• At some point you must realizing the extent of miscommunication before you can begin to make it better. Here’s another secret. We are slow to admit it but miscommunication is much more prevalent than good communication. And if you really want to strike it big in relationship success by thinking and communicating more successfully, then consider the likely reality that what you think you know may not necessarily be so. Then start thinking about how much more you can know about successful thinking, successful communication and successful relationships.

• What needs to be known about miscommunication is in knowing the complexity and the ‘on-goingness’ context of communication. The problem here is that no interaction ever starts clean or ends when it ends. Communication is perpetual. We are always thinking about what is going on, including what we want to say and what we want to listen to, given what we currently have going on in our heads. Without serious self-discipline, the carry over-contamination of this “roof chatter” changes the whole nature of the communication and interaction results.

• When you commit to getting frank feedback about your own communication and making perpetual improvement, then that is exactly what happens.

• The real challenge of successful communication is getting though conflicts about incompatibilities or at least being compatible about how you approach and how you are dealing with these differences. It takes applying all these thinking and communicating principles to be successful in overcoming this challenge.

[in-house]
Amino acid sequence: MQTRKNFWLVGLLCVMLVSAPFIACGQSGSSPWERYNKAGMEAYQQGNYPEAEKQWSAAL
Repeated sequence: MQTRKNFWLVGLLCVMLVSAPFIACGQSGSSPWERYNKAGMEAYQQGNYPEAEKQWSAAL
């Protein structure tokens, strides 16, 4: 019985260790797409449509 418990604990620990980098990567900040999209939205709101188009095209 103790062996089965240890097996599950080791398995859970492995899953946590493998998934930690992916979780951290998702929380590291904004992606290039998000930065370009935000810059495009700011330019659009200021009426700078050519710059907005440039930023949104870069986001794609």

Practice any of these dozen successful thinking and communicating tips and enjoy the big success you will have in relationships.

Author's Bio: 

William Cottringer, Ph.D. is Executive Vice President for Employee Relations for Puget Sound Security, Inc. in Bellevue, WA, along with being a Sport Psychologist, Business Success Coach, Photographer and Writer living in the mountains and rivers of North Bend, WA. He is author of several business and self-development books, including, “You Can Have Your Cheese & Eat It Too” (Executive Excellence), “The Bow-Wow Secrets” (Wisdom Tree), “Do What Matters Most” and “P” Point Management” (Atlantic Book Publishers), “Reality Repair” (Global Vision Press), Reality Repair Rx (Authorsden), and A Fool In Love: Searching for True Love (coming). Bill can be reached for comments or questions at (425) 454-5011 or ckuretdoc@comcast.net